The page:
Units in One Madison Park range from 1-4 bedrooms. As there are only 91 units spread out over the 51 floors of the building, there are very few units per floor, even at the lower levels. During construction of this building (and the subsequent fallout from its messy legal troubles), the high-end finishes and features of this building made headlines.

The building incorporated top-of-the-line appliances, rose-wood cabinets and white-oak floors. Floor to ceiling windows have been fitted with automatic blinds. One Madison Park offers views, in all directions, of New York City landmarks, like the Brooklyn Bridge and the Empire State building.

Floor Plans

There are 40 floor plans in One Madison Park. Here are some samples:

Amenities

One Madison Park features a range of amenities including:

  • Doorman
  • Concierge
  • Fitness center
  • Pool
  • Garage

Bylaws

One Madison Park Bylaws
Rentals Yes
Pets Yes
Age No


  • One Madison Park allows pets
  • Rentals are allowed in the building
  • There is no age restrictions for ownership

Sustainability

The greenest components of One Madison Park are due to its location. Located across the street from a cultural icon, Madison Square Park, residents are offered art and entertainment, steps from their front door. More importantly, the Madison Square Park Farmers market is easily accessible to residents, offering sustainable food options as convenient as any. Public transit, too, is at the finger tips of residents of One Madison Park as both bus and subway are less than 500 feet away.

Trivia

  • While the One Madison Park's new ownership group is aiming for a 2013 relaunch, with the building finally in top-flight form, it has been a long and winding road for One Madison Park to finally reach its peak form.
  • Personal and corporate bankruptcies, as well as numerous (estimated in the dozens) lawsuits, plagued the early life of this building. According to the New York Times, the initial developers, who had had real, albeit modest, success in previous developments, likely would not have qualified for financing, for a development of this scale and place, at any other time in history. Whereas the early story of this building saw the developers benefit from the housing bubble of the mid-late 2000s, they soon became victims of it. Money was in short supply, as the developers incorporated just about every piece of luxury available into the building's units. Financing from banks became harder to access which led to some allegedly questionable financing deals with private investors.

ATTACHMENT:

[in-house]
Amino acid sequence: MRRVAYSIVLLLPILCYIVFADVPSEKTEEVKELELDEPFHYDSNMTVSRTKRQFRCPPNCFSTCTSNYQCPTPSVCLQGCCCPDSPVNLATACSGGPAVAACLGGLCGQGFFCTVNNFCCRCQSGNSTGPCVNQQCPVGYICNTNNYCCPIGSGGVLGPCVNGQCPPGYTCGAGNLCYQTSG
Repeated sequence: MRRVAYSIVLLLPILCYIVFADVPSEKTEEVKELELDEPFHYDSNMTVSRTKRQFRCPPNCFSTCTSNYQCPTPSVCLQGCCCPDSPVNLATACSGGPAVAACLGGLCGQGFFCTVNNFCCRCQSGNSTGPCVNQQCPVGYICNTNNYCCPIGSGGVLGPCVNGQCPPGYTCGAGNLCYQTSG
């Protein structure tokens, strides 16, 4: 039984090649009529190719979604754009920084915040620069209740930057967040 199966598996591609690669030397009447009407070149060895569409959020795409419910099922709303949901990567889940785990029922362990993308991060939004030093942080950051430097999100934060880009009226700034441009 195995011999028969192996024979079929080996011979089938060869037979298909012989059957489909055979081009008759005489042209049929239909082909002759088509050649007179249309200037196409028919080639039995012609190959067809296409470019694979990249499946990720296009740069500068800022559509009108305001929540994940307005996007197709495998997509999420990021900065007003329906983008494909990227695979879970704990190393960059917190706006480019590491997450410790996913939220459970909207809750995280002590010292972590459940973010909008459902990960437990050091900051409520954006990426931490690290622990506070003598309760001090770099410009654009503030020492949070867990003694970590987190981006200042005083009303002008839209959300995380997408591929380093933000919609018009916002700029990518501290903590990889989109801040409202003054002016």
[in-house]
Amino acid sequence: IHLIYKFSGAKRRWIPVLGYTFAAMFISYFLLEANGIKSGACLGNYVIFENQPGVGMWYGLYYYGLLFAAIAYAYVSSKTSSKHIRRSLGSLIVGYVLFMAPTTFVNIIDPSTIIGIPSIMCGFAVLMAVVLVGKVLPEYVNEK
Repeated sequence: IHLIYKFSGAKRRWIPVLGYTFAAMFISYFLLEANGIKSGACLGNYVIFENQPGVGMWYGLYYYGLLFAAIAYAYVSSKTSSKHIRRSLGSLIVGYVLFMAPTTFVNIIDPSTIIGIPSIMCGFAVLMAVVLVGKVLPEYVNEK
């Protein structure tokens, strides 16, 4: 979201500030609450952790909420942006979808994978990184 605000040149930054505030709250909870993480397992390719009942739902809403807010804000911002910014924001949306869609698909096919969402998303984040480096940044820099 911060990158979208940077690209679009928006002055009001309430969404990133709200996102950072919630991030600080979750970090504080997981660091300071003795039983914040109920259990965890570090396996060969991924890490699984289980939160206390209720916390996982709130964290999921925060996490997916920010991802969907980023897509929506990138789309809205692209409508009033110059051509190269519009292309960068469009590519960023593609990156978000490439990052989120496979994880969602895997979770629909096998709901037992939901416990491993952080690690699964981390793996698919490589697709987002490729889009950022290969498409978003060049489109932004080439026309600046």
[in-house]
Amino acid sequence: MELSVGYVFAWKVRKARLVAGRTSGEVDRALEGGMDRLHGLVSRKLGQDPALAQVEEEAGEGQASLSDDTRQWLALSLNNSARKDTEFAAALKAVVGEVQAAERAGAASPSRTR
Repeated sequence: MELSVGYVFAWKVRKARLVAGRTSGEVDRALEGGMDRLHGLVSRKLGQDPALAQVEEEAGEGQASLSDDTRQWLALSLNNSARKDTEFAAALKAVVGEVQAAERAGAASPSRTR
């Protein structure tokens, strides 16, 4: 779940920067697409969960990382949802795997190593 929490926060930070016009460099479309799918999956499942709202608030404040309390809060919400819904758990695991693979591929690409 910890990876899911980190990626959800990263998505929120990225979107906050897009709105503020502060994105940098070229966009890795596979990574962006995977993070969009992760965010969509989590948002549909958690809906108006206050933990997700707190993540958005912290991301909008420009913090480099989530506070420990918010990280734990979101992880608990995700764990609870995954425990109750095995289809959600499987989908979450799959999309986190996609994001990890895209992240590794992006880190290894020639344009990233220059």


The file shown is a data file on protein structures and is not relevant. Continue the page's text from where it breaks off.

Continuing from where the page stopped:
• Despite rumors of incredibly heavy sales, involving numerous famous names, sales were not brisk, or at least not brisk enough to maintain financing the debt on the site. When the bubble burst in 2008, sales dropped precipitously and the developers paid the price. In a short time, construction would be halted and while people were able to move into the building, many floors were virtually empty due to lack of sales, while others were empty because the units weren't completed. When the building was forced into bankruptcy in 2010, sales in the building were completely halted.
  • While there have been no reports of concerns under current ownership, at different points in the building's life, residents have been issued access cards to maintenance entrances, because the doormen weren't being paid and repairs on malfunctioning equipment could not be undertaken because the company responsible for maintenance was suing the former ownership of the building over unpaid bills. At its height, the debacle around this building reached bizarre proportions, as a deal by the developers to buy the neighboring building went sideways after they knocked two floors off the top of the building before having actually purchased it.[3]
  • Despite these troubles, many of the issues, specifically related to the building have disappeared since the building's acquisition by a conglomerate of developers. This is only to the benefit of current and potential residents, as the building has been described as "private town houses in the sky".[4]

References

  1. Architect Magazine
  2. Council of Tall Building and Urban Habitat
  3. The Real Deal - Lawsuit
  4. City Realty